The number of protons within the atom's nucleus is called atomic number and is equal to the number of electrons in the neutral (non-ionized) atom.
Each atomic number identifies a specific element, but not the isotope; an atom of a given element may have a wide range in its number of neutrons.
In most cases, for obvious reasons, if an element has stable isotopes, those isotopes predominate in the elemental abundance found on Earth and in the Solar System.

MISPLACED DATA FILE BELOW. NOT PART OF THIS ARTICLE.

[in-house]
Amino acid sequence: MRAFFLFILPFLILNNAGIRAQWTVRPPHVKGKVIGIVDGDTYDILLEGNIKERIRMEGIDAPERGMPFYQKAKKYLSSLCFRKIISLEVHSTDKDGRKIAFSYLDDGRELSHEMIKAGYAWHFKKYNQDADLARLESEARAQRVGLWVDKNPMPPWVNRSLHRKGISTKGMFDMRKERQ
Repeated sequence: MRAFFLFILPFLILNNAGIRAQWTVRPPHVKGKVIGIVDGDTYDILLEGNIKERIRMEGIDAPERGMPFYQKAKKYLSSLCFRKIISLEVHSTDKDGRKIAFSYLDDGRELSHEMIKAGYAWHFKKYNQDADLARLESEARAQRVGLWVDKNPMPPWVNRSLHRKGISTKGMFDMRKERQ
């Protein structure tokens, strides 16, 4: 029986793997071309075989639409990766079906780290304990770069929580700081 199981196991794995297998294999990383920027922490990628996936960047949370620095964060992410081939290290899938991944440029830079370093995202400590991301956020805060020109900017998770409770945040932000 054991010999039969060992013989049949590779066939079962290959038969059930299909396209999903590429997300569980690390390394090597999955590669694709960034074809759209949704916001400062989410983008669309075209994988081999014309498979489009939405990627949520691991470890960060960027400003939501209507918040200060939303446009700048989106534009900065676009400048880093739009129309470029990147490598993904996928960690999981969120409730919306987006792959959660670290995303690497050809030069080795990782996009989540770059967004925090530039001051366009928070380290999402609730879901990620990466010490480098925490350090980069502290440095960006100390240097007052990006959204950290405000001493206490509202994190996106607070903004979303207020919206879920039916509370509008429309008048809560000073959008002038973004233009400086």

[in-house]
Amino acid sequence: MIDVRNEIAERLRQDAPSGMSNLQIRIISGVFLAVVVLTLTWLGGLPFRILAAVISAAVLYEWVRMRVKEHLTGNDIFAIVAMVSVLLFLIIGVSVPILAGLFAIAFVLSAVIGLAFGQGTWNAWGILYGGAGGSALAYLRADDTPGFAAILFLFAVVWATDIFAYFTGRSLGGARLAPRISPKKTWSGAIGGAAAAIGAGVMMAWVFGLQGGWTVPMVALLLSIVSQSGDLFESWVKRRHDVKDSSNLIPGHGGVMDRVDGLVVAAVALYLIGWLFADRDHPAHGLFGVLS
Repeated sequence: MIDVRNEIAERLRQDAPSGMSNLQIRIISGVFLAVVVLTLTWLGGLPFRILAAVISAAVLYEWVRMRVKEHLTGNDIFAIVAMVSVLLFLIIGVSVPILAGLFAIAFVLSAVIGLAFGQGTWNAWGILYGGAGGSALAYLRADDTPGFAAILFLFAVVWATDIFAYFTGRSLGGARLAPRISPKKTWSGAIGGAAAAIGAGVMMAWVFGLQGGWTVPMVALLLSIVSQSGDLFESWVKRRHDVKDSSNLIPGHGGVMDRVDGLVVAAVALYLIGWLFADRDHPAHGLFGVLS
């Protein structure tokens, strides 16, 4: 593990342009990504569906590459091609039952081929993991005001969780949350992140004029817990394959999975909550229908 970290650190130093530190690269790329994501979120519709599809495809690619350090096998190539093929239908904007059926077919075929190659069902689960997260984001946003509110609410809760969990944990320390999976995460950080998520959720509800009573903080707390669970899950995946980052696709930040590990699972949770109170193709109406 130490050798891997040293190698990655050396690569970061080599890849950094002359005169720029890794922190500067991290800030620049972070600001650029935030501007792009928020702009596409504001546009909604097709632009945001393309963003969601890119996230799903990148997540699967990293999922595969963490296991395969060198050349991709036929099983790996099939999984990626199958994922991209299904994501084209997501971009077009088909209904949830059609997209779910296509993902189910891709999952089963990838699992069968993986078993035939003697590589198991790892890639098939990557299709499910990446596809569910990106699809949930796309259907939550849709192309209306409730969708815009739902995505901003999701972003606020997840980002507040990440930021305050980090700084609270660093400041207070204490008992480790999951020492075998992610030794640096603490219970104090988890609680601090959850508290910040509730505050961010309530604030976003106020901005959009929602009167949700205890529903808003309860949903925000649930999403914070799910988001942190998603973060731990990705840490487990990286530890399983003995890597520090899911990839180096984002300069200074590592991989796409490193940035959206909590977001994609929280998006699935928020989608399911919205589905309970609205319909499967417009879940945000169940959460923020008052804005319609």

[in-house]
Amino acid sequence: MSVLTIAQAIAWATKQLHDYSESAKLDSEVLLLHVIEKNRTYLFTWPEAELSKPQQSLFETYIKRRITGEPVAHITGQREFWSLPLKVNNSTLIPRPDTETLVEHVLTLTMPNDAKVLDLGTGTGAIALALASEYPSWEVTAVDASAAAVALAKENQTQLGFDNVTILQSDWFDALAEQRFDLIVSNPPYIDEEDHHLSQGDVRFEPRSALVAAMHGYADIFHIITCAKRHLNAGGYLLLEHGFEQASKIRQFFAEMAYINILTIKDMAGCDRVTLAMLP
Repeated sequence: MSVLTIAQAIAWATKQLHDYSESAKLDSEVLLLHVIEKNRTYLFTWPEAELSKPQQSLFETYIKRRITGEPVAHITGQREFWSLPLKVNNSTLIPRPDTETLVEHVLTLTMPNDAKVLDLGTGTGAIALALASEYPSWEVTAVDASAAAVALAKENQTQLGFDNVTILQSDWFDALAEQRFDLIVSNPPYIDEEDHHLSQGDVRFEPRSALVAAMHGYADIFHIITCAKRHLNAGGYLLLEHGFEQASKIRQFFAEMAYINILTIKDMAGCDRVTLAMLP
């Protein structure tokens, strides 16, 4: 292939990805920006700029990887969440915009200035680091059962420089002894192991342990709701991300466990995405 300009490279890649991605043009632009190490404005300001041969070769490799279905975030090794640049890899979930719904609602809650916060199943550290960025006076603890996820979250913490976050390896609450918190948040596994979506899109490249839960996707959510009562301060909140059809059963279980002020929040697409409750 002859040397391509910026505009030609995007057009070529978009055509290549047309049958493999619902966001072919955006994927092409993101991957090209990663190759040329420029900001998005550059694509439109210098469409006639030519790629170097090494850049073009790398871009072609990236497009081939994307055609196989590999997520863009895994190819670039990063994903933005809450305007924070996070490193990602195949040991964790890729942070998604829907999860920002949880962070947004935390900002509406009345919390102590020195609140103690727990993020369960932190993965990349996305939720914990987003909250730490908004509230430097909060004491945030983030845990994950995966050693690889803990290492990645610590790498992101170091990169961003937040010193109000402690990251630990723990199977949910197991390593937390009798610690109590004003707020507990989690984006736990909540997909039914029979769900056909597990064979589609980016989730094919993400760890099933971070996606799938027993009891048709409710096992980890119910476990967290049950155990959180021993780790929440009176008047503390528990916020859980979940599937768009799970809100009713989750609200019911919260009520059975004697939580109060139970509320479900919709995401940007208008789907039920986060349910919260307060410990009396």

The fact that each isotope has one proton makes them all variants of hydrogen: the identity of the isotope is given by the number of neutrons.
Curie · Skłodowska-Curie · Davisson · Fermi · Hahn · Jensen · Lawrence · Mayer · Meitner · Oliphant · Oppenheimer · Proca · Purcell · Rabi · Rutherford · Soddy · Strassmann · Szilárd · Teller · Thomson · Walton · Wigner The three naturally-occurring isotopes of hydrogen.
All isotopes of a given element have the same number of protons in each atom.
From left to right, the isotopes are protium ( Isotopes are variants of a particular chemical element which differ in neutron number.